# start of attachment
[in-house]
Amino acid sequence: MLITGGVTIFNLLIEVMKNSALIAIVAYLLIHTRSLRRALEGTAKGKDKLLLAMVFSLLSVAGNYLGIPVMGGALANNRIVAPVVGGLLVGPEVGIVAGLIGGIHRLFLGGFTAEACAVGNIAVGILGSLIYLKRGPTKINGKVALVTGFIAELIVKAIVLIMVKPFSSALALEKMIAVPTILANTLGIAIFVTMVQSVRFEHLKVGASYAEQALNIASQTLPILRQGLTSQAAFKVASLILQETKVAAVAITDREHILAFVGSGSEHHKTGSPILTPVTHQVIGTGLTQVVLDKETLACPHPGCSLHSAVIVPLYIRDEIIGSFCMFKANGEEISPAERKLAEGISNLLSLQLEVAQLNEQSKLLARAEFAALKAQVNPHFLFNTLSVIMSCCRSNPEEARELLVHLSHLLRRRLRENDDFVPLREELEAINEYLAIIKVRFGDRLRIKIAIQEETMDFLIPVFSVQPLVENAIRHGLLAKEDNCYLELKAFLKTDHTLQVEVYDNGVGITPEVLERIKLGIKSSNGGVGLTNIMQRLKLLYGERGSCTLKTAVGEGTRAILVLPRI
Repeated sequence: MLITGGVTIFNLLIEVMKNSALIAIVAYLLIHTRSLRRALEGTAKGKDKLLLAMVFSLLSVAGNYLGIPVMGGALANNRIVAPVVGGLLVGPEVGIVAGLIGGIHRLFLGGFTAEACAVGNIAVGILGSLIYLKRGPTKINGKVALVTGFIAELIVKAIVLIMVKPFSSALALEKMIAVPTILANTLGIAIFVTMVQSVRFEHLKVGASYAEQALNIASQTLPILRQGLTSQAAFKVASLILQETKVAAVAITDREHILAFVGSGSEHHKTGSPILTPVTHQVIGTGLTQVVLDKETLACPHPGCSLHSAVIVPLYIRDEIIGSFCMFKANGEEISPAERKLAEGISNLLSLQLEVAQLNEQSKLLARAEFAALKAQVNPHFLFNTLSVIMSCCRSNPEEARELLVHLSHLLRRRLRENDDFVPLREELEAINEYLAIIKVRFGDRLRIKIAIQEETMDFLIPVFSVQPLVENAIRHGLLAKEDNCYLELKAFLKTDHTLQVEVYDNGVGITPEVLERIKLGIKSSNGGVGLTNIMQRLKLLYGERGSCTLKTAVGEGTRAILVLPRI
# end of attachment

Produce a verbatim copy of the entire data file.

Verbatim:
[in-house]
Amino acid sequence: MLITGGVTIFNLLIEVMKNSALIAIVAYLLIHTRSLRRALEGTAKGKDKLLLAMVFSLLSVAGNYLGIPVMGGALANNRIVAPVVGGLLVGPEVGIVAGLIGGIHRLFLGGFTAEACAVGNIAVGILGSLIYLKRGPTKINGKVALVTGFIAELIVKAIVLIMVKPFSSALALEKMIAVPTILANTLGIAIFVTMVQSVRFEHLKVGASYAEQALNIASQTLPILRQGLTSQAAFKVASLILQETKVAAVAITDREHILAFVGSGSEHHKTGSPILTPVTHQVIGTGLTQVVLDKETLACPHPGCSLHSAVIVPLYIRDEIIGSFCMFKANGEEISPAERKLAEGISNLLSLQLEVAQLNEQSKLLARAEFAALKAQVNPHFLFNTLSVIMSCCRSNPEEARELLVHLSHLLRRRLRENDDFVPLREELEAINEYLAIIKVRFGDRLRIKIAIQEETMDFLIPVFSVQPLVENAIRHGLLAKEDNCYLELKAFLKTDHTLQVEVYDNGVGITPEVLERIKLGIKSSNGGVGLTNIMQRLKLLYGERGSCTLKTAVGEGTRAILVLPRI
Repeated sequence: MLITGGVTIFNLLIEVMKNSALIAIVAYLLIHTRSLRRALEGTAKGKDKLLLAMVFSLLSVAGNYLGIPVMGGALANNRIVAPVVGGLLVGPEVGIVAGLIGGIHRLFLGGFTAEACAVGNIAVGILGSLIYLKRGPTKINGKVALVTGFIAELIVKAIVLIMVKPFSSALALEKMIAVPTILANTLGIAIFVTMVQSVRFEHLKVGASYAEQALNIASQTLPILRQGLTSQAAFKVASLILQETKVAAVAITDREHILAFVGSGSEHHKTGSPILTPVTHQVIGTGLTQVVLDKETLACPHPGCSLHSAVIVPLYIRDEIIGSFCMFKANGEEISPAERKLAEGISNLLSLQLEVAQLNEQSKLLARAEFAALKAQVNPHFLFNTLSVIMSCCRSNPEEARELLVHLSHLLRRRLRENDDFVPLREELEAINEYLAIIKVRFGDRLRIKIAIQEETMDFLIPVFSVQPLVENAIRHGLLAKEDNCYLELKAFLKTDHTLQVEVYDNGVGITPEVLERIKLGIKSSNGGVGLTNIMQRLKLLYGERGSCTLKTAVGEGTRAILVLPRI